James Condo AP Biology: The Immortal Life of Henrietta Lacks

  • Healthy and malignant cervical cells are taken as a sample from Henrietta Lacks

    Under the leadership of George Gey (the head of tissue culture research at Johns Hopkins), Lawrence Wharton sampled both malignant and healthy cervical cells to be subsequently grown in culture.
  • Development of Polio Vaccine

    In the year prior, a Polio epidemic became a public health crisis. James Salk of the University of Pittsburgh stated he had developed a vaccine for the virus. HeLa cells, which could incessantly grow in moving culture medium, were the perfect alternative to the comparatively costly cells of monkeys. Because HeLa cells were particularly susceptible to poliovirus, scientists at Johns Hopkins and Tuskegee were able to test the effectiveness of Salk’s vaccine.
  • HeLa cells become the first cells ever to be cloned

    Since HeLa cells were a sample from a plethora of Lacks’s cervical cells, scientists cloned HeLa cells to isolate traits in individual cells. This was done by a group of Colorado scientists, and their breakthroughs subsequently assisted in stem cell isolation, IVF, and animal cloning.
  • Cells are discovered to be able to survive subsequent to nucleus removal

  • Correct chromosome count discovered (46)

    A Texas scientist made chromosomes in HeLa cells expand and separate by mixing the cells with the incorrect liquid. 46 chromosomes were determined to be the correct quantity, leading to the discoveries of genetic disorders due to an incorrect number of chromosomes (E.g. Down syndrome with an extra 21st chromosome, and Turner syndrome with a missing/partially missing sex chromosome).
  • Chester Southam begins to research the impacts of malignant HeLa cell injections on both cancer patients and healthy test subjects

    Southam non-consensually injected HeLa cells into both cancer patients and healthy Ohio prisoners. HeLa cells metastasized in current cancer patients, whilst being deterred by the immune systems of healthy individuals. Because of his research, some hoped that humans could inoculate individuals against cancer.
  • The first human/animal hybrid cells are created

    It was discovered cells could fuse together when clumped in culture, via a process known as somatic cell fusion (AKA “cell sex”). Subsequently, Henry Harris and John Watkins fused human and mouse cells, eventually leading to the mapping of traits for particular genes.
  • The "HeLa Bomb" is uncovered

    Geneticist Stanley Gartler’s study noted that HeLa cells may have contaminated innumerable cell cultures (describing his discovery as a “technical problem”), thus nullifying (or at least bringing into question), years of prior research.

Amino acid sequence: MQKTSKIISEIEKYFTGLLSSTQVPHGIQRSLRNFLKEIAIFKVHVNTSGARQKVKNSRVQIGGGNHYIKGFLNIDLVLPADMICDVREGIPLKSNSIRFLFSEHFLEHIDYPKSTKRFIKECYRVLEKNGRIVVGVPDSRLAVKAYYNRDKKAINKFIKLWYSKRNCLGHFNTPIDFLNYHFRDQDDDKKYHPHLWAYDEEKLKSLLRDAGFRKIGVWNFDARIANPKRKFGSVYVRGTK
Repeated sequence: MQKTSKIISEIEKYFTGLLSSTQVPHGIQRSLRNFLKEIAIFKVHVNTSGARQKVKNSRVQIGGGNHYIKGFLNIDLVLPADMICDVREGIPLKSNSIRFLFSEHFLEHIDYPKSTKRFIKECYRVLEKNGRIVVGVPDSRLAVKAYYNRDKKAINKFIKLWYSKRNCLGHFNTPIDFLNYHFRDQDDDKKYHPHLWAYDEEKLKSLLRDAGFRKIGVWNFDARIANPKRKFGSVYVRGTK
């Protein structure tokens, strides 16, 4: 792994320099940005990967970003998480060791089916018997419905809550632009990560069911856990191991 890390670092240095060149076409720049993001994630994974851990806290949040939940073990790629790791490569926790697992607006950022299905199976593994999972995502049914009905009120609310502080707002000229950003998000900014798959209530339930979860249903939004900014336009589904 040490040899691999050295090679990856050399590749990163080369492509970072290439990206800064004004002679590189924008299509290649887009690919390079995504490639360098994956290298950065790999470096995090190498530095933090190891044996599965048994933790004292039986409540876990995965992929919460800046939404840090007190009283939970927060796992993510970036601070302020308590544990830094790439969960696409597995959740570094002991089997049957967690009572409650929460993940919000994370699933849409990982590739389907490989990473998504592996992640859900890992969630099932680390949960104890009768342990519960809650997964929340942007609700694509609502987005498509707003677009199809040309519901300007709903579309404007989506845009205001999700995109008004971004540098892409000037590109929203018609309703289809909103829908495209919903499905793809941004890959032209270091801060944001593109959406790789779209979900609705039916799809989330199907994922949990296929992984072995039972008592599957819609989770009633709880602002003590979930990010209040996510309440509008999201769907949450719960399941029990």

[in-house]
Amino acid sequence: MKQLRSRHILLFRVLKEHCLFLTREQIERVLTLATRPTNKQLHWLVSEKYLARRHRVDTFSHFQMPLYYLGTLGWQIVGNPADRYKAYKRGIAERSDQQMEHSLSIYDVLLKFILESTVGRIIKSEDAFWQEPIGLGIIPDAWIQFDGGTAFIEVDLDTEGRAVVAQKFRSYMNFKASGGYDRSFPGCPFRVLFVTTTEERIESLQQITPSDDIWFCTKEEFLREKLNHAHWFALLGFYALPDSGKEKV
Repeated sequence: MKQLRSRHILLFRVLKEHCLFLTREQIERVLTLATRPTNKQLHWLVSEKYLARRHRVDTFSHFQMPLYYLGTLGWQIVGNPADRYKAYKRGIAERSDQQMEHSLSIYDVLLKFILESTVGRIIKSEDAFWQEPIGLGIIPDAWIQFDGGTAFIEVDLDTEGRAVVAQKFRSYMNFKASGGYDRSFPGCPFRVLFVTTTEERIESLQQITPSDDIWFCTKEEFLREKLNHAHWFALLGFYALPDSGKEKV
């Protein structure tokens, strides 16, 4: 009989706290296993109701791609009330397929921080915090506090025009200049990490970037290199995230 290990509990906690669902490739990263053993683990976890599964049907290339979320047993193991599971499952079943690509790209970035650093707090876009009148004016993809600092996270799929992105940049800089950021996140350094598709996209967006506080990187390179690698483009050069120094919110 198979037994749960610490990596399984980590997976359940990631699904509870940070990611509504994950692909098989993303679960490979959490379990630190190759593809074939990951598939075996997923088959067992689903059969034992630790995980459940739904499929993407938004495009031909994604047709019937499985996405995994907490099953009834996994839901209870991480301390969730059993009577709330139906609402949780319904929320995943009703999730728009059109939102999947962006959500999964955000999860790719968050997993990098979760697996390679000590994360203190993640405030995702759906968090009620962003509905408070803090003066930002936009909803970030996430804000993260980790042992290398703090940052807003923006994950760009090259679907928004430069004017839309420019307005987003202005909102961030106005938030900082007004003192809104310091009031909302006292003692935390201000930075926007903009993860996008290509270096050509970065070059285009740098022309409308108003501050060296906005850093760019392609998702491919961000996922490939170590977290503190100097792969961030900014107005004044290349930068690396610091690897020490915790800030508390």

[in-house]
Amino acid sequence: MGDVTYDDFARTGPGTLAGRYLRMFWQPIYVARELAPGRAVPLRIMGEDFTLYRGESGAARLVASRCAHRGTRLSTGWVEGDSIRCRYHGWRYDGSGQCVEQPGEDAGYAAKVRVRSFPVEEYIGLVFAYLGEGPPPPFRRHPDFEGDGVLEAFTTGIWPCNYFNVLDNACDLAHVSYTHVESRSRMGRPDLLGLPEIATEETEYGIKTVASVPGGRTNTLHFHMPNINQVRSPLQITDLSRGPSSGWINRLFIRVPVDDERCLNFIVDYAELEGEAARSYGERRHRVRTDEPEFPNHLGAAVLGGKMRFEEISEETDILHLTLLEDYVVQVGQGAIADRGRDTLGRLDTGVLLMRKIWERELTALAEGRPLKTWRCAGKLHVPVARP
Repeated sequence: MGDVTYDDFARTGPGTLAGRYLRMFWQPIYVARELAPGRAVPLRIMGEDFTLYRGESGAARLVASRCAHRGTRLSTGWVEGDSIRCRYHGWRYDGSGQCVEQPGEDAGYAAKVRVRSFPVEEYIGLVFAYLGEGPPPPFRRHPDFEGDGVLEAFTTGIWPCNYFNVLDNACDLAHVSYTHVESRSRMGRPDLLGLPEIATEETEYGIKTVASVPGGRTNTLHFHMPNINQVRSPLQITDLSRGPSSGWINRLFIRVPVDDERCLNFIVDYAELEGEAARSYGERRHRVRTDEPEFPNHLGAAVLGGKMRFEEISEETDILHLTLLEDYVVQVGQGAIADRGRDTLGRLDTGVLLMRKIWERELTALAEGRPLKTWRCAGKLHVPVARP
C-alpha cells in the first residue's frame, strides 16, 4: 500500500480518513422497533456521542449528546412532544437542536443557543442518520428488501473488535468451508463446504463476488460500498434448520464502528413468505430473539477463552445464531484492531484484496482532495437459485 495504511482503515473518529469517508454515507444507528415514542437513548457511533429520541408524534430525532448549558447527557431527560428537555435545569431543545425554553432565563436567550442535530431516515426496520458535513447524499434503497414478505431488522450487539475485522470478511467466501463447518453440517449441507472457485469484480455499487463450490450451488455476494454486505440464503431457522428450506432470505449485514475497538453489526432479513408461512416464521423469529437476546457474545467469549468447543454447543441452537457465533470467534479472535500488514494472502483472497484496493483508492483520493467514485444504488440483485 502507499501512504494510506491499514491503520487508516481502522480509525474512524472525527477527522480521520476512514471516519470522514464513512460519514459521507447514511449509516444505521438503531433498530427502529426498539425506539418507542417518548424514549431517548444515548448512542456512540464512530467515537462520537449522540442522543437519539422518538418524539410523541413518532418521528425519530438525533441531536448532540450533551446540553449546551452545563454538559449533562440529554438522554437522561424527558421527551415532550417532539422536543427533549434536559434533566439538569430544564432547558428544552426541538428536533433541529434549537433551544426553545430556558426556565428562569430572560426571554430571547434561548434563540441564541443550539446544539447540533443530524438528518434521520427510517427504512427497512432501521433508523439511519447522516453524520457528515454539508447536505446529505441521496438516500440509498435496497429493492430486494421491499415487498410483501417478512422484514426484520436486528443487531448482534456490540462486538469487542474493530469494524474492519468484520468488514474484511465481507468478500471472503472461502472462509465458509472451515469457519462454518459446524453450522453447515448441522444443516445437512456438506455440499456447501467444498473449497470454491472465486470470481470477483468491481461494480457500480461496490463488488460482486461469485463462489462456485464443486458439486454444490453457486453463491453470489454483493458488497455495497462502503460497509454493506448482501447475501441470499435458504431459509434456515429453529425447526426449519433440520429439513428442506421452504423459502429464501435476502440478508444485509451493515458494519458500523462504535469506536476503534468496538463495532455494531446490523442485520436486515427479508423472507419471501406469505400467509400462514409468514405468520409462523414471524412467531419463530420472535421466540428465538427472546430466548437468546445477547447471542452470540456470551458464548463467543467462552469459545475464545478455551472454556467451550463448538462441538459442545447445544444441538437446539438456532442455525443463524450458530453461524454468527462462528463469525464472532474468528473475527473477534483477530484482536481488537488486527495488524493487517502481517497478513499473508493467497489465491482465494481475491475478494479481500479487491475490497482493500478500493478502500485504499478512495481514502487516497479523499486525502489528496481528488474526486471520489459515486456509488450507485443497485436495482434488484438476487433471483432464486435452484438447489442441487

• The impacts of Salmonella for humans was better understood

    HeLa cells infected with virus to research how it attacks human cells.
  • HPV discovered by Harold Zur Hausen to lead to cancer

    The German virologist Harald zur Hausen discovered that HeLa cells were infected with multiple strains of HPV-18, which he suspected led to cervical cancer. Eventually, it would be discovered that the virus inserted its DNA into Lacks’s cells, causing the p53 gene (which prevents tumors) to stop working. Eventually led to the development of an HPV vaccine.
  • Richard Axel and other researchers discover genetic requirements for HIV infections

    Richard Axel and others inserted DNA from blood cells into HeLa cells, making HeLa susceptible to HIV. This assisted in scientists better understanding the genetic conditions in which one can be infected by the virus.
  • Yale scientist discovers telomerase via HeLa cells

    Telomerase, a substance found in cancer cells, regenerates telomeres at the ends of chromosomes (which normally unravel with age, leading to cell death). Due to this substance, cancer could grow and reproduce incessantly. Through this discovery, researchers could better understand cancer itself, as well as what held the onus for HeLa immortality.
  • Human cell impact of Tuberculosis virus discovered

    Researchers inserted the TB virus into HeLa cells in order to examine the manners in which the illness impacts human cells.
  • Nanotechnology researchers use HeLa cells

    HeLa cells were injected with nanoparticles by researchers, ones which could allocate necessary substances in order to less invasive in true procedures.